There is currently an epidemic with Rockland County youths aged 12 to 26 abusing prescription pills, according to Rockland County Sheriff Lou Falco.
Falco talked about the ongoing issues with illegal prescription drug use in the county. He said that on the street, one Oxycontin pill can be sold for $90. HE also told the crowd, a majority of whom were seniors, that the epidemic affects them too.
“When you go home after an operation and you’re sick, do you count every pill in your bottle? No, you just take your pill and put it in the medicine cabinet,” Falco said. “And when your granddaughter, your niece, the babysitter comes over, they go in mom’s and grandpa’s medicine cabinet. They’re taking heart medication, they’re taking heart pills. They’re taking all of this.”
Falco said the pills can end up at what he called “skittles parties,” where a big bowl is put out and all the pills are put in it. The partygoers spin a bottle and the person it lands on picks a pill from the bowl.
“It can be Oxycontin, it can be your grandpa’s heart medication, which has an adverse reaction to you because you don’t have a heart problem,” he said. “It could be Xanax. It could be anything that you can imagine.”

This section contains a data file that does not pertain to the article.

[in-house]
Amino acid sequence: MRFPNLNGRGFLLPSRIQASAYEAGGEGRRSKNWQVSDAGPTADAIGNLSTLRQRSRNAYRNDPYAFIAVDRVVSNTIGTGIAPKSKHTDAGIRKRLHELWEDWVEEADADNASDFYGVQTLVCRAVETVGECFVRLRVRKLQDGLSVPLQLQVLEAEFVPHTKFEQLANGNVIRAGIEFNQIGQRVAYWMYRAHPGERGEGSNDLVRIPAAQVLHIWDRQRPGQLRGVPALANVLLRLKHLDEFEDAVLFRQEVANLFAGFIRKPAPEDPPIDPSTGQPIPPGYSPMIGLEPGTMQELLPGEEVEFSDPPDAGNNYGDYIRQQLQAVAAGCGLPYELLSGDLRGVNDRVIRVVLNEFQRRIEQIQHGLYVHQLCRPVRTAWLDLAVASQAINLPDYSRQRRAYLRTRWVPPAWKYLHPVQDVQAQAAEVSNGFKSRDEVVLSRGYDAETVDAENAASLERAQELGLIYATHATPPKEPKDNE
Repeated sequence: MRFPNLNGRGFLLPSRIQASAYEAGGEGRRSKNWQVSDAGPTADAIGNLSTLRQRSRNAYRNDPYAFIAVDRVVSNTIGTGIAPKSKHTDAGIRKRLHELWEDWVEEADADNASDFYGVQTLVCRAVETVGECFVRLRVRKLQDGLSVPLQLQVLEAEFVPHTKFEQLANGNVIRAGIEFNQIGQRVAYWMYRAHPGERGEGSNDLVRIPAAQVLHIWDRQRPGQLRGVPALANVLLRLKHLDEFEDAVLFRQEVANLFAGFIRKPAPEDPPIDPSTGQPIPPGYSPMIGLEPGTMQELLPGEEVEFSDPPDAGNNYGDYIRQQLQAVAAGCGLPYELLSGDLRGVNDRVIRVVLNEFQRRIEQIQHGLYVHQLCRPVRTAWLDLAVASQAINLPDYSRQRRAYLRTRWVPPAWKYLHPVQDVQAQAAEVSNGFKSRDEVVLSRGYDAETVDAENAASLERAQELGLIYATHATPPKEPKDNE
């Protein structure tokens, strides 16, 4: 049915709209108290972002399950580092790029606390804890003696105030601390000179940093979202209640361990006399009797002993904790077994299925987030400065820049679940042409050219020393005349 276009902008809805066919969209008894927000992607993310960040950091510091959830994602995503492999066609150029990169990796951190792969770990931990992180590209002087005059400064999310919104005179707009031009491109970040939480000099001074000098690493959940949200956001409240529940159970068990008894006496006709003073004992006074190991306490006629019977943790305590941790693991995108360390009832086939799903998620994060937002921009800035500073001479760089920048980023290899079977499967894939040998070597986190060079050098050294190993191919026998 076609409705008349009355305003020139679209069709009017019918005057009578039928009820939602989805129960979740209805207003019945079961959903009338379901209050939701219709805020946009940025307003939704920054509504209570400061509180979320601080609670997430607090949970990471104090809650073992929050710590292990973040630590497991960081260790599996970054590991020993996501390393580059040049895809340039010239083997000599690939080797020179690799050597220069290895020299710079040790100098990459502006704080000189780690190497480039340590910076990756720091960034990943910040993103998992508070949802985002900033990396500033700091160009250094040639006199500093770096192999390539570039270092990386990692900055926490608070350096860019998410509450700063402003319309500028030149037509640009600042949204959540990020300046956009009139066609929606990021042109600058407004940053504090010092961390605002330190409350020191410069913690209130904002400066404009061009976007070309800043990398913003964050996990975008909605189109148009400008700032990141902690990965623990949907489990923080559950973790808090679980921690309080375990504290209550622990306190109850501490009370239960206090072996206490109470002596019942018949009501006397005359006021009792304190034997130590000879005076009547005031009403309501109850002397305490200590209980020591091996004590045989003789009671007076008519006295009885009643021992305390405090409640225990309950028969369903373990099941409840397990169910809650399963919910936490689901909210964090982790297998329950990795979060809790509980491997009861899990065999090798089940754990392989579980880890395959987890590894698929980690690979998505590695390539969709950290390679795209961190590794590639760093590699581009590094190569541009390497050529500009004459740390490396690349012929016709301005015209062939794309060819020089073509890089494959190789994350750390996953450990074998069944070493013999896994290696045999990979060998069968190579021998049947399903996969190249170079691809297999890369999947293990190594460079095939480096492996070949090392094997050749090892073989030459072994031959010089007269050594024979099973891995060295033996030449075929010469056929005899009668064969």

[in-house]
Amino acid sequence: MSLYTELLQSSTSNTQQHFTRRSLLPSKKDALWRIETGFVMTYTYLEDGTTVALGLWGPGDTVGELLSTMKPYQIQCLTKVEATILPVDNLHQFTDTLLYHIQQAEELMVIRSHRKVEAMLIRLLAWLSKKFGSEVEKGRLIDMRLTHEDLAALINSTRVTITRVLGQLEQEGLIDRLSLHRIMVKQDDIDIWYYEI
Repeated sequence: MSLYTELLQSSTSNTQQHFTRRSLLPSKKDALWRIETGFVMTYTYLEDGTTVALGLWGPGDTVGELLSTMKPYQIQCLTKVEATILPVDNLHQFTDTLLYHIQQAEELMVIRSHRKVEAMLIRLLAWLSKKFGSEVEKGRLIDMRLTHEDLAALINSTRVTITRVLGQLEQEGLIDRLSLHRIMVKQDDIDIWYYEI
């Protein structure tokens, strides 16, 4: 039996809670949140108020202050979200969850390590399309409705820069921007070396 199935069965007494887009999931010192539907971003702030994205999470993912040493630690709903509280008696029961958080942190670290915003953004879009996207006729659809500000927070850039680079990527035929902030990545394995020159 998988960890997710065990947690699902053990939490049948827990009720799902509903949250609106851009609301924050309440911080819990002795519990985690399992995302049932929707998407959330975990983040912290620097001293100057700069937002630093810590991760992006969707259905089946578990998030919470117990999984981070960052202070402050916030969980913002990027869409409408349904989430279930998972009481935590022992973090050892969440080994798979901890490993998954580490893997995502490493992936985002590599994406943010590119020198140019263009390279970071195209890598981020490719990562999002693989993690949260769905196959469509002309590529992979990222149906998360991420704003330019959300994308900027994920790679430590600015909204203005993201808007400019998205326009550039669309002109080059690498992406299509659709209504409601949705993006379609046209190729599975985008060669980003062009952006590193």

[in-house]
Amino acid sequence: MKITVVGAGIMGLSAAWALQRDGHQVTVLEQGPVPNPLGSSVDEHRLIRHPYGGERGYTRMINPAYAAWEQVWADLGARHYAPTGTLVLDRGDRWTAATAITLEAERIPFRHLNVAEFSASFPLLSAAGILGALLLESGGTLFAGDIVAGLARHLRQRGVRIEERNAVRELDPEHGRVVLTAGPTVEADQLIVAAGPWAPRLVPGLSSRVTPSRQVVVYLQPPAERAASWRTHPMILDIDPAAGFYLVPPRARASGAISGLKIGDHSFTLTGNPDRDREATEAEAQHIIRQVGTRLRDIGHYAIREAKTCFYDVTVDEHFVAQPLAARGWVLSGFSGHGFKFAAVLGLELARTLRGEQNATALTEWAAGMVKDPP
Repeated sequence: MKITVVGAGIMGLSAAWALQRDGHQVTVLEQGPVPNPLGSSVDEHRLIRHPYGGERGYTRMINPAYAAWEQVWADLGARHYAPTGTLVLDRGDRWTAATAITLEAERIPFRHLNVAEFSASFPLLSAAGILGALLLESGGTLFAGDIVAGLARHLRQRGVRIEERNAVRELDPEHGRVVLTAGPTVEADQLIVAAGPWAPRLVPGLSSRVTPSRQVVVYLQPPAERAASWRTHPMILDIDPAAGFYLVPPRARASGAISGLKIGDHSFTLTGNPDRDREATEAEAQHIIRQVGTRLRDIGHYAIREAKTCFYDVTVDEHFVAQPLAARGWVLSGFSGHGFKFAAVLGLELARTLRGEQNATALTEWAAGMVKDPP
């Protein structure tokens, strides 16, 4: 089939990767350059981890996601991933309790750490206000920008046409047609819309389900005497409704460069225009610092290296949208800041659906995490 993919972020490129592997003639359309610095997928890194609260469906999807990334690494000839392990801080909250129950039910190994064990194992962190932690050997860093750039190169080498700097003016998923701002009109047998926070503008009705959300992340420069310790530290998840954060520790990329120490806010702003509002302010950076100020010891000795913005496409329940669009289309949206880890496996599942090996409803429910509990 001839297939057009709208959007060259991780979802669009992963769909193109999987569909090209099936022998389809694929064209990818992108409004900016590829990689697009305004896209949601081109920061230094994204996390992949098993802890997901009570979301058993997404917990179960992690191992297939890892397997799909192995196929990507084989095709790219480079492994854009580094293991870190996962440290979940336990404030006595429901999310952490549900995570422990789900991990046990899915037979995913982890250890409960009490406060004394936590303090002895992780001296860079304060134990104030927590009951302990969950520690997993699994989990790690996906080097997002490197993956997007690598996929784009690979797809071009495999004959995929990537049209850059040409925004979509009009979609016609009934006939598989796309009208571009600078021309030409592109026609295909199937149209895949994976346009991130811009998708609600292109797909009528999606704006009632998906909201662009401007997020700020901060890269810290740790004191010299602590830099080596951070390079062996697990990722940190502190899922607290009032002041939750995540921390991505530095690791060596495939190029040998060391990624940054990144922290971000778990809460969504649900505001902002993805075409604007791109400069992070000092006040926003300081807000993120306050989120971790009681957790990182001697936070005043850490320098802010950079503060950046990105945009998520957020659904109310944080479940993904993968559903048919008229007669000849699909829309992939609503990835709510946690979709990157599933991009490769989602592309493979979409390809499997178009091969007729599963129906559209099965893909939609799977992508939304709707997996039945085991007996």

Falco told Nanuet Civic Association members that he’s gone around to senior groups to talk to them about the epidemic.
“What we’re finding is, the senior citizens more than anybody hold onto it, because they’re paying a lot of money for those prescription drugs, [and] they don’t have a lot of money,” Falco said. “Those drugs are ending up in your grandchildren, your babysitter, your niece’s or nephew’s car, being sold on the streets of Rockland County.”
Falco said people need to have a better understanding of how many pills they have and how accessible they are.
“You really need to lock that stuff up,” he said. “You need to put it away. You need to count it”
He said it’s not okay to flush the drugs, though, because they end up in the water supply then. Falco said the sheriff’s department and every police station in the county has a box in the lobby where people can drop off old medications, expired medications or medications they no longer use. The box in the sheriff’s department is taken to Dutchess County, where all the pills are destroyed, Falco said, adding that in the last year and a half they’ve collected more than 800 pounds from the pill collection program.
Another warning came from Civic Association Board Vice President Roberta Bangs, who has worked for a realtor, said she often heard complaints from people who host open houses that they have prescription drugs stolen during the open house.